— JOE KUBERT AND NEAL ADAMS: Two Artists, Two Friends, Two Legends. Click here.

— Mapping Out NEAL ADAMS’ Enduring Respect and Admiration for JACK KIRBY. Click here.

Peter Stone is a writer and son-in-law of the late Neal Adams. Be sure to check out the family’s twice-weekly online Facebook auctions, as well as the, and their Burbank, California, comics shop Crusty Bunkers Comics and Toys.

Author: Dan Greenfield

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  1. What a truly touching story. I feel so blessed to have read it.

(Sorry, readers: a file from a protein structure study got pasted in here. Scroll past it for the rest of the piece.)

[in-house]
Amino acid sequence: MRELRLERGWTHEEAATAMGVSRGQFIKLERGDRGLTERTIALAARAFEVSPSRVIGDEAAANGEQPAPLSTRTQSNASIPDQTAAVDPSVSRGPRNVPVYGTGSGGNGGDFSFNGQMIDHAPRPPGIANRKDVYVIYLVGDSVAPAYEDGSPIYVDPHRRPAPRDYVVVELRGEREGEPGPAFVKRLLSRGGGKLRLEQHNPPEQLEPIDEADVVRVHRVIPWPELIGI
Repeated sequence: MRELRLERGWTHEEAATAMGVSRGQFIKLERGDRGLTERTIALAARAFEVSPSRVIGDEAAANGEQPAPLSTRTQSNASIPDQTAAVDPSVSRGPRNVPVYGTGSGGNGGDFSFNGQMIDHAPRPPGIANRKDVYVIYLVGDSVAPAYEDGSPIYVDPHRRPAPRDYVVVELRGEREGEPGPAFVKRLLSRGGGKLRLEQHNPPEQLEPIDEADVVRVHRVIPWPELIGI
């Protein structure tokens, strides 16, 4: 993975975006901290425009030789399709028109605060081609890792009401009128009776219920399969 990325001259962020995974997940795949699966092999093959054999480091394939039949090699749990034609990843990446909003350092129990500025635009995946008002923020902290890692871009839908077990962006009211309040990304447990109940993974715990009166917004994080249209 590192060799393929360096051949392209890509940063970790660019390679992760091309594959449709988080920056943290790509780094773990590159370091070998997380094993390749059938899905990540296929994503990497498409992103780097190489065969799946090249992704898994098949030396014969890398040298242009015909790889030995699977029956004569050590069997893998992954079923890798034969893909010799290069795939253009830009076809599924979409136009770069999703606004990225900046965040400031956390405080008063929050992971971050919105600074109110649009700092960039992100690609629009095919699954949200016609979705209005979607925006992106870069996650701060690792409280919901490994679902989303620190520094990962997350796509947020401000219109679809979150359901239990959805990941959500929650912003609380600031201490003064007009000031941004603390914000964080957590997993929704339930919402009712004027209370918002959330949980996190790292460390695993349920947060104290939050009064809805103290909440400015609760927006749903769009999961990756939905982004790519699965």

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  2. Great article! And a testament to what a decent man Neal Adams was (and Jerry Robinson, too). The news clips provide added context.

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  3. The work of all three gentlemen has impacted my life (not just my creative life) immensely. God bless everyone who went to bat for Jerry and Joe (if I may be so informal!) Thank you, Neal! And thank you Peter!